I am hoping that before the current legislation makes its way to the President’s desk, members of the U.S. Senate will see that the protection of civil rights should precede any special treatment for any special interest. When the Patriot Act was first debated and wrongly passed, the telecommunications lobbying arm kept quiet and now they want to ensure that justice is silenced forever.
As the daughter of a cop, I have great respect for our Constitution and the pursuit of the truth. Any immunity that is granted before giving the American people the opportunity to even uncover a violation is a violation unto itself.
The Constitution also places no one above, below or immune from the law. The House Judiciary Committee was absolutely correct today to reject President Bush’s demand for blind and blanket immunity for large telecom companies who aided illegal spying. It should be noted that not all such companies heeded the call for unchecked Presidential power, and those who resisted should be commended. For the others, blind immunity for crimes, especially when not even yet fully documented, is an alien and disturbing idea to Americans.
“Finally, to those who imply that by opposing warrantless, illegal spying in America, Democrats somehow are aiding our enemies: I urge you to take an evening off, turn off that distracting talk radio and Fox News, and spend a quiet evening reading the Bill of Rights of the US Constitution. You may learn something new, and wonderful.
This out of control president has systematically shredded the Constitutional protections of every American, trashing the patriotism of anyone who is willing to stand up to him. To think that the U.S. Congress should come along behind George Bush rubber-stamping the suspension of the Bill of Rights is offensive to me. Congress is sworn to protect the Constitution, and gagging the courts from upholding the Rule of Law is the wrong way to protect this country from its enemies.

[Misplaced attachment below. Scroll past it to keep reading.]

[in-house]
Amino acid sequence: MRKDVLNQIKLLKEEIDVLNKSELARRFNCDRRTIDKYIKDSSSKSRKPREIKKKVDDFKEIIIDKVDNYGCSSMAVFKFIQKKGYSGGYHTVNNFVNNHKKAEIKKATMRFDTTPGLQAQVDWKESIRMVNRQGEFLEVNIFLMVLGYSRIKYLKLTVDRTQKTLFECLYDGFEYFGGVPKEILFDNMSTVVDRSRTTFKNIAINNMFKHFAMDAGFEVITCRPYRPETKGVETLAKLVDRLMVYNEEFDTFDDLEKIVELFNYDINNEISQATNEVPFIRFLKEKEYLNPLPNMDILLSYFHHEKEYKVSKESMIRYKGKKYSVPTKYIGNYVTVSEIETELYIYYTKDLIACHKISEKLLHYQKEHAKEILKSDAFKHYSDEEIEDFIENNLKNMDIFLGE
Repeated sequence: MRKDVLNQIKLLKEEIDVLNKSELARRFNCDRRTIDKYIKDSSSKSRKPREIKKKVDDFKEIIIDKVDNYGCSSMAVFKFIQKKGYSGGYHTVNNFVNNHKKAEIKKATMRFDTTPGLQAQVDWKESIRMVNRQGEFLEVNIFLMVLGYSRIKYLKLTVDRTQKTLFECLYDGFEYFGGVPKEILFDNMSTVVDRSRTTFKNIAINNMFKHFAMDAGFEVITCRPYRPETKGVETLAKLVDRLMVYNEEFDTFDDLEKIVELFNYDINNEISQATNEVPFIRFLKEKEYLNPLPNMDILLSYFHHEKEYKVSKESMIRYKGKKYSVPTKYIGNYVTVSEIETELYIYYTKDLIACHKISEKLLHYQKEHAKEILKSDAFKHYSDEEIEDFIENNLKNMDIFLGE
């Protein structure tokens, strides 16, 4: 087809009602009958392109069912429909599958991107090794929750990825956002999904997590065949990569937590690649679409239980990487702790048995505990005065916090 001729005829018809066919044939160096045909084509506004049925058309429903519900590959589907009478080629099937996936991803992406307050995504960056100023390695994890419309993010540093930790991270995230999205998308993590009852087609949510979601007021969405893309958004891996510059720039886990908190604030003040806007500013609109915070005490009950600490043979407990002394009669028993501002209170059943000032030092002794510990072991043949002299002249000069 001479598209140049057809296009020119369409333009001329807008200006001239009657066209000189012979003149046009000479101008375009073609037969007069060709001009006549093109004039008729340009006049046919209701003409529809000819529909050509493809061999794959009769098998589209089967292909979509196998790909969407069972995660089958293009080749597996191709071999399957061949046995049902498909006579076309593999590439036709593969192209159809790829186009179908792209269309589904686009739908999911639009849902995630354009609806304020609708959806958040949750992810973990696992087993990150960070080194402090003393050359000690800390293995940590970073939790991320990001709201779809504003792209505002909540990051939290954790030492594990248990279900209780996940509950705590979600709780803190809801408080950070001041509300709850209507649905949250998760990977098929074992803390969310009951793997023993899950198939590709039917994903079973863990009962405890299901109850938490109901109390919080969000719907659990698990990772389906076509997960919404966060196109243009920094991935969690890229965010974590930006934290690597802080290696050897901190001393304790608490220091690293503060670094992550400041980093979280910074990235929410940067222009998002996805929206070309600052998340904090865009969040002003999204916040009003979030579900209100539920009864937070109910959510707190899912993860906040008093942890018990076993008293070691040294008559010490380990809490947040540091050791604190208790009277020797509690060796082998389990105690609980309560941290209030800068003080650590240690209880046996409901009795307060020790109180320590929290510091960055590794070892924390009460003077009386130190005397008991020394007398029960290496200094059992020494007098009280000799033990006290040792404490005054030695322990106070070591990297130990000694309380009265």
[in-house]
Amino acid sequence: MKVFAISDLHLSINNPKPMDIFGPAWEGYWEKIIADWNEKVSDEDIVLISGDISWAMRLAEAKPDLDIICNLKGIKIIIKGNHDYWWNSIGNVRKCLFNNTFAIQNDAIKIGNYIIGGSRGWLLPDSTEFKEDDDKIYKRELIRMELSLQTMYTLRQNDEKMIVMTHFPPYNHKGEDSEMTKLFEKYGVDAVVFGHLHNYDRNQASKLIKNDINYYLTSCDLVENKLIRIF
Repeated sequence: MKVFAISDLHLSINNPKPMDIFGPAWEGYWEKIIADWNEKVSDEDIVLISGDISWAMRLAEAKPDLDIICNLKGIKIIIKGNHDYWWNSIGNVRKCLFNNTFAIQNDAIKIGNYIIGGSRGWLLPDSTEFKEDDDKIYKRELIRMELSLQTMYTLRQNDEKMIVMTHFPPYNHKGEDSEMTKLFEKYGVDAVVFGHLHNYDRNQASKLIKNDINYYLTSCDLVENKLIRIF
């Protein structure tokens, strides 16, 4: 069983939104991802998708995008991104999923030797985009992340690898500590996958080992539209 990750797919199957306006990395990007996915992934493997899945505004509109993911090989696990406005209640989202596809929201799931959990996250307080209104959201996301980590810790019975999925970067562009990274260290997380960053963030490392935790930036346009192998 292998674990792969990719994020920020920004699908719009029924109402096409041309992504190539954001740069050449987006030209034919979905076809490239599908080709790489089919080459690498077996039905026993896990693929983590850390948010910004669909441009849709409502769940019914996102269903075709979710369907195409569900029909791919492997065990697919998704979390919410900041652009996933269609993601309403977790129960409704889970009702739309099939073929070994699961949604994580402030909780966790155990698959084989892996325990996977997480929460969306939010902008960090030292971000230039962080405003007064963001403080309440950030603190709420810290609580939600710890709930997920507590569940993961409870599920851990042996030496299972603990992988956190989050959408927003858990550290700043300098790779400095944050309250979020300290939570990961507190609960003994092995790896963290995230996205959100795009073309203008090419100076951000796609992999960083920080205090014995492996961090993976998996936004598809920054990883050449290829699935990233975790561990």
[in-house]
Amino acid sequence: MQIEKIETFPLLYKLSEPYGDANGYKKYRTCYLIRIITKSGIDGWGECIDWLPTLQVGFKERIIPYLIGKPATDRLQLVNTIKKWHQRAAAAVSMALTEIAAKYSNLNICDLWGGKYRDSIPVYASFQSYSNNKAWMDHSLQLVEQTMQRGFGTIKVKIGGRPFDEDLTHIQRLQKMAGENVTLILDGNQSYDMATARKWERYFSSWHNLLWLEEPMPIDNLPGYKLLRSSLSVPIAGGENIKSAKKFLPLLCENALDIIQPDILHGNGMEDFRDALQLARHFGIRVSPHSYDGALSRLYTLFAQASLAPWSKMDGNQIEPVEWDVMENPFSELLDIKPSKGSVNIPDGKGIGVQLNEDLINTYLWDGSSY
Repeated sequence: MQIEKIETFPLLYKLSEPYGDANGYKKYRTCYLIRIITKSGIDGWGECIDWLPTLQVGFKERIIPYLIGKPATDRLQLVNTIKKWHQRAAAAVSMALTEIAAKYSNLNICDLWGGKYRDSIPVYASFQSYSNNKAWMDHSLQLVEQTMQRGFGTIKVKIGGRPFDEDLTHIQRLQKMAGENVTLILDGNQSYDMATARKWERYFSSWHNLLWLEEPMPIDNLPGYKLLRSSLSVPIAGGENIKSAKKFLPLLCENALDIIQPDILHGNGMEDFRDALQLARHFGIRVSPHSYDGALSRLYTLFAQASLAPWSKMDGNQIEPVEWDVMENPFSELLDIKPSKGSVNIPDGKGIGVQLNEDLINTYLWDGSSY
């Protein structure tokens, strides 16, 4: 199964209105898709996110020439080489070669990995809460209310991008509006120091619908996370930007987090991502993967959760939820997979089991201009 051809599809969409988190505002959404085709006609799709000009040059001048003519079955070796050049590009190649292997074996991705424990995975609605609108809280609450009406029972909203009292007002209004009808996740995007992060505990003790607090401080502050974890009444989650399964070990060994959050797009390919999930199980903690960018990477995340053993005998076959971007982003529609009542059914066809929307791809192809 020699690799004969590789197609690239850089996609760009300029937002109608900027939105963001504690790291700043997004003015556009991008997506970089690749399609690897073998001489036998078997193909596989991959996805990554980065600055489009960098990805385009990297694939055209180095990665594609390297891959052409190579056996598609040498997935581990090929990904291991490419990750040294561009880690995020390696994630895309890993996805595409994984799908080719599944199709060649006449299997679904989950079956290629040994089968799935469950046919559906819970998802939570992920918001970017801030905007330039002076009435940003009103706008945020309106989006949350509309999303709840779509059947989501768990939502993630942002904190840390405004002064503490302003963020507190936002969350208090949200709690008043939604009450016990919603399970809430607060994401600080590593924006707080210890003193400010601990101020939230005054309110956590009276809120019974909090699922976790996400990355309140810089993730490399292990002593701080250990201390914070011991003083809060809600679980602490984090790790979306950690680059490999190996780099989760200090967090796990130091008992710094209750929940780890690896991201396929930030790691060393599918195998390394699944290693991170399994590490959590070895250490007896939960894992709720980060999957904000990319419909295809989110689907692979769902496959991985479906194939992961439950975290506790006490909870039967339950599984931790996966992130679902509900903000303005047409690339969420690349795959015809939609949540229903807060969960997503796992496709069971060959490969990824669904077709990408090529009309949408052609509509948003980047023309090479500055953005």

Has anyone in Washington these days ever heard of (let alone read) the U.S. Constitution– remember that document? We were guaranteed certain rights. It seems many Republican members of Congress lay awake at night, thinking what rights can we take away from our fellow Americans today.
Specifically my opponent J. Randy Forbes, VA (R) wanted to add language that would have ensured that nothing in the bill would be construed to prohibit surveillance of, or grant any rights to, a state sponsor of terrorism or agents of state sponsors of terrorism. In addition, the language would have permitted the intelligence community to conduct surveillance of any person concerning an imminent attack on the United States, any U.S. person, including members of the Armed Forces, or an ally of the United States, Osama Bin Laden, Al Qaeda, members of the al-Queda Iranian Revolutionary Guard, or any terrorist or terrorist organization. This language failed to garner enough votes to be included in H.R. 3773.